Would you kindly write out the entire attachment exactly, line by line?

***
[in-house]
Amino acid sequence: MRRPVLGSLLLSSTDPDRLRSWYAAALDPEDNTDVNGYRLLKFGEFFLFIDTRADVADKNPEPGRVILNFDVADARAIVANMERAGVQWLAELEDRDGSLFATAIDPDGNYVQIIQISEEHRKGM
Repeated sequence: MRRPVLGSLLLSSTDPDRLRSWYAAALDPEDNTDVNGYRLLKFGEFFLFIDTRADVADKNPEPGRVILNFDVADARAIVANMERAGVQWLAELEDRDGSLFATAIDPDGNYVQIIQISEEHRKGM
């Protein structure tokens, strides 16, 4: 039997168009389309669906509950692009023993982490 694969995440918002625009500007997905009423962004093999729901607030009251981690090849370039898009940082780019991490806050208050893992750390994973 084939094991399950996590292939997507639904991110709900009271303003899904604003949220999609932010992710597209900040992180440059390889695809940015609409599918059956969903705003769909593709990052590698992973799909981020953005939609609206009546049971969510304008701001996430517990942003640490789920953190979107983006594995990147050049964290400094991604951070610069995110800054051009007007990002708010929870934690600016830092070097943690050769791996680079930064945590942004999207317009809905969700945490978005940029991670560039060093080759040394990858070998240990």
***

[in-house]
Amino acid sequence: MRRPVLGSLLLSSTDPDRLRSWYAAALDPEDNTDVNGYRLLKFGEFFLFIDTRADVADKNPEPGRVILNFDVADARAIVANMERAGVQWLAELEDRDGSLFATAIDPDGNYVQIIQISEEHRKGM
Repeated sequence: MRRPVLGSLLLSSTDPDRLRSWYAAALDPEDNTDVNGYRLLKFGEFFLFIDTRADVADKNPEPGRVILNFDVADARAIVANMERAGVQWLAELEDRDGSLFATAIDPDGNYVQIIQISEEHRKGM
């Protein structure tokens, strides 16, 4: 039997168009389309669906509950692009023993982490 694969995440918002625009500007997905009423962004093999729901607030009251981690090849370039898009940082780019991490806050208050893992750390994973 084939094991399950996590292939997507639904991110709900009271303003899904604003949220999609932010992710597209900040992180440059390889695809940015609409599918059956969903705003769909593709990052590698992973799909981020953005939609609206009546049971969510304008701001996430517990942003640490789920953190979107983006594995990147050049964290400094991604951070610069995110800054051009007007990002708010929870934690600016830092070097943690050769791996680079930064945590942004999207317009809905969700945490978005940029991670560039060093080759040394990858070998240990």